The marked increase in intellectual property theft, combined with the lack of deterrence provided by civil remedies, has led the federal government and most states to enact criminal statutes to prevent the theft of intellectual property and protect owners' rights. (9) The federal government has made trademark and copyright infringement a priority. (10) "Operation Buccaneer," (11) a collaborative effort by the U.S. Customs Service and the Department of Justice, the "Joint Anti-Piracy Initiative" (12) that also involves the FBI, and "Operation Site Down," (13) a global campaign against organized piracy, are examples of the government's ongoing commitment to prosecute intellectual property crimes. (14) Enforcement efforts are also getting more sophisticated. The Department of Justice launched "Operation D-Elite" in May 2005 to crack down on peer-to-peer piracy networks. (15) In October 2006, the Department of Justice completed its first successful "criminal enforcement action against copyright infringement on a P2P [peer-to-peer] network using BitTorrent technology." (16) Over the past few years, the federal government has steadily increased the number of investigations and cases filed that involve copyright infringement, trademark infringement and other such intellectual property crimes. (17)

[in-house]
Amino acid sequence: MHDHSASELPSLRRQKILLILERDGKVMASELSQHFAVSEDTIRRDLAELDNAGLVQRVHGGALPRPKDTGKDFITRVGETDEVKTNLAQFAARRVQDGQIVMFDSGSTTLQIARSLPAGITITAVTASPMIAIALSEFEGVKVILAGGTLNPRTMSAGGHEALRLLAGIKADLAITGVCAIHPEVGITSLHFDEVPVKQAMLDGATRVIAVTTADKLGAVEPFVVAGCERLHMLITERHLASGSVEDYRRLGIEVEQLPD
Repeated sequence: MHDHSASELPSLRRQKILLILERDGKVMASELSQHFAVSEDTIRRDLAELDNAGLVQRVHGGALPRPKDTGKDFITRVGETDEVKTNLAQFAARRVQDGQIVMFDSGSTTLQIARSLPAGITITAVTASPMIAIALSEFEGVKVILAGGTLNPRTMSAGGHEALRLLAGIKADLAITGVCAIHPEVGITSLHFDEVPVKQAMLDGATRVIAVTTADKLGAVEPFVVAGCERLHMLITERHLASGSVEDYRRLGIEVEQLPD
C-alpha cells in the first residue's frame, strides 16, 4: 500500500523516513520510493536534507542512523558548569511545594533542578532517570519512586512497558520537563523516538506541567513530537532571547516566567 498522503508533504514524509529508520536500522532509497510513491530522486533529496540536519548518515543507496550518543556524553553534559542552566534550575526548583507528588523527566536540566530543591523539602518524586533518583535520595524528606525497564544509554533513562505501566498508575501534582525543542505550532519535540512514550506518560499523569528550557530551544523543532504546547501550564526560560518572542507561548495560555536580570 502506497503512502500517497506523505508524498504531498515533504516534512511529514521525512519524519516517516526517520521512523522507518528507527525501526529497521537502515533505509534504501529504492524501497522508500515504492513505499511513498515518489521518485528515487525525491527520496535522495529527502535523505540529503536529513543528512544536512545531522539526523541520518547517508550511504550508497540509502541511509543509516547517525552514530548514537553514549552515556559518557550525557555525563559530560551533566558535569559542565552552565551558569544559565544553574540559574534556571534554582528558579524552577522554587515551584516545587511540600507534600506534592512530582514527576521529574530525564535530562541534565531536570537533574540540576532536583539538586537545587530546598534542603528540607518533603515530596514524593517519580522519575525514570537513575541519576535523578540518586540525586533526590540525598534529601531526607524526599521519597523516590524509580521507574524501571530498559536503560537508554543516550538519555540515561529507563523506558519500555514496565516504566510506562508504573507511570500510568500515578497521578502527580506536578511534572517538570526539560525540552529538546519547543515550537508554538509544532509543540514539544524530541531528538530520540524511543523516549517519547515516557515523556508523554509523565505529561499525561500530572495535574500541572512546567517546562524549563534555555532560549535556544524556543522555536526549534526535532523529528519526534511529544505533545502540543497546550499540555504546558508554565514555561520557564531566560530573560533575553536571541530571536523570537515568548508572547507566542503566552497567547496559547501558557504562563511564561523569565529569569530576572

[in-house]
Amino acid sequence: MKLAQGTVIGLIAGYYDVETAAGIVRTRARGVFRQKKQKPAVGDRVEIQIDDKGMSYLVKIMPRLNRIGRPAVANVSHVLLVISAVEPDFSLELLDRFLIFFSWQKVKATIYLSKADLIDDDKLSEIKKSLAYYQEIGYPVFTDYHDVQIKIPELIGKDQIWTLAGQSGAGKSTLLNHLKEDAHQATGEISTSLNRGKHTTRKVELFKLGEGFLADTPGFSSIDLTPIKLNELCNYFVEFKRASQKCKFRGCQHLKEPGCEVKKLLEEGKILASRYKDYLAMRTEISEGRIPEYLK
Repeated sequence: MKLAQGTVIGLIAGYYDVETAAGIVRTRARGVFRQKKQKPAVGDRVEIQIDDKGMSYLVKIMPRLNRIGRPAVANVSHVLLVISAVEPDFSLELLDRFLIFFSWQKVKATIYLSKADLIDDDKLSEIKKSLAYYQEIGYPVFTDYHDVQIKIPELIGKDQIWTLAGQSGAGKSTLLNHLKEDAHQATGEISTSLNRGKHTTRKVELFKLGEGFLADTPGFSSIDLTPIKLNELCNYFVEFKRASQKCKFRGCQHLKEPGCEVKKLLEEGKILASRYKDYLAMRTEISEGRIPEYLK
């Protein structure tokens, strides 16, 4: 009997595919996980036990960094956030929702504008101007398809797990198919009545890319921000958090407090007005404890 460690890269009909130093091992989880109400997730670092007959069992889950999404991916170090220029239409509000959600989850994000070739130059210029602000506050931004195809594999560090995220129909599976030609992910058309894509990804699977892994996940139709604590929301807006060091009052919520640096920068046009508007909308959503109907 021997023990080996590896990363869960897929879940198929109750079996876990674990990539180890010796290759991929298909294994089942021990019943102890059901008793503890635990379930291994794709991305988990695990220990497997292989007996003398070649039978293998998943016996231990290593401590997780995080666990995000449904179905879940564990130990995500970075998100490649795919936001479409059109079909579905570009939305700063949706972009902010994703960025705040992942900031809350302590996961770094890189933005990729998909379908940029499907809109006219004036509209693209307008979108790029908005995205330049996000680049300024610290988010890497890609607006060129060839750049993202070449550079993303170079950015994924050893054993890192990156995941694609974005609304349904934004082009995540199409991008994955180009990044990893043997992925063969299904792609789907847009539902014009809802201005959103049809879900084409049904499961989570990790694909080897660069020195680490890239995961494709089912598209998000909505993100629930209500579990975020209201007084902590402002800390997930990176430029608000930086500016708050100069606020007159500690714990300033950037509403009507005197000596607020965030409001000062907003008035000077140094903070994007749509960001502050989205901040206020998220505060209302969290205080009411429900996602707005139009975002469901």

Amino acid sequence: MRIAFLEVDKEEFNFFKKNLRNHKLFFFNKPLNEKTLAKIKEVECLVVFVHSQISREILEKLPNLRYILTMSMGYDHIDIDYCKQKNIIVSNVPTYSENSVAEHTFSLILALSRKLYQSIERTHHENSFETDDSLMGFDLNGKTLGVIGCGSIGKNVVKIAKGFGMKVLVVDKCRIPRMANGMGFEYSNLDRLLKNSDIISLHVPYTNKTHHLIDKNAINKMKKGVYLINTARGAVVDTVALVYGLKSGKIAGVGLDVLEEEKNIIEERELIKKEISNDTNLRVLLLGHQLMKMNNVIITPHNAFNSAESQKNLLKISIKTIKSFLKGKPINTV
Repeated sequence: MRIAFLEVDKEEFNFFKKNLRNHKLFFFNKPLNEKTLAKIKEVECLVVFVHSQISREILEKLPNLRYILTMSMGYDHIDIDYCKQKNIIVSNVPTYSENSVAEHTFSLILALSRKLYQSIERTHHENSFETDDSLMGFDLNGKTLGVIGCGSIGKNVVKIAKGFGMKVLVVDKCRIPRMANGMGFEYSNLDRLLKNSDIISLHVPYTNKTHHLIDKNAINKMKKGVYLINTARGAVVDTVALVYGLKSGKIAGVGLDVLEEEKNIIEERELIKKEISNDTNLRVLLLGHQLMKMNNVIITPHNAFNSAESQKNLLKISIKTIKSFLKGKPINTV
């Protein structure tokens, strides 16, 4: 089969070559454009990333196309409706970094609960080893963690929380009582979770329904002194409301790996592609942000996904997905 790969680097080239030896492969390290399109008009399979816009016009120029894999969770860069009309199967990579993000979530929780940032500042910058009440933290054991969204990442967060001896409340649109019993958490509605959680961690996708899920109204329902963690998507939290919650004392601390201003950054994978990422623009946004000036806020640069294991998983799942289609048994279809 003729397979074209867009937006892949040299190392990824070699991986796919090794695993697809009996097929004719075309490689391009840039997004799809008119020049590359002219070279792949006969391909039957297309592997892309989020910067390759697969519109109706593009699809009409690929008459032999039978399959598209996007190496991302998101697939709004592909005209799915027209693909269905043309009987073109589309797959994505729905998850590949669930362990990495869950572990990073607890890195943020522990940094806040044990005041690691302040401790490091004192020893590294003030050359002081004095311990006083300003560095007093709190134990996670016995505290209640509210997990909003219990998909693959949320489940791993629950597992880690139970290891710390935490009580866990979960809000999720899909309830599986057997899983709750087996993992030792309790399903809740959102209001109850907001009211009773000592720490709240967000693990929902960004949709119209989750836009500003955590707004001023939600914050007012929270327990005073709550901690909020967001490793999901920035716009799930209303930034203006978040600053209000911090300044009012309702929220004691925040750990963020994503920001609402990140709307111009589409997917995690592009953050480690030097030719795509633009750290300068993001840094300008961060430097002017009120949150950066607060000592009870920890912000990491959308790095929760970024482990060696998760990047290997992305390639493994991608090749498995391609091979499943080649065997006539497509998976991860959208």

This Article examines several areas of intellectual property law that provide the bases for criminal prosecutions. Section II examines the theft of trade secrets; Section III discusses trademark counterfeiting; Section IV addresses copyright infringement; Section V examines the problems raised by online servers; Section VI looks at patent violations; Section VII discusses cable television and satellite descrambling; and Section VIII discusses sentencing for intellectual property crimes.
THEFT OF TRADE SECRETS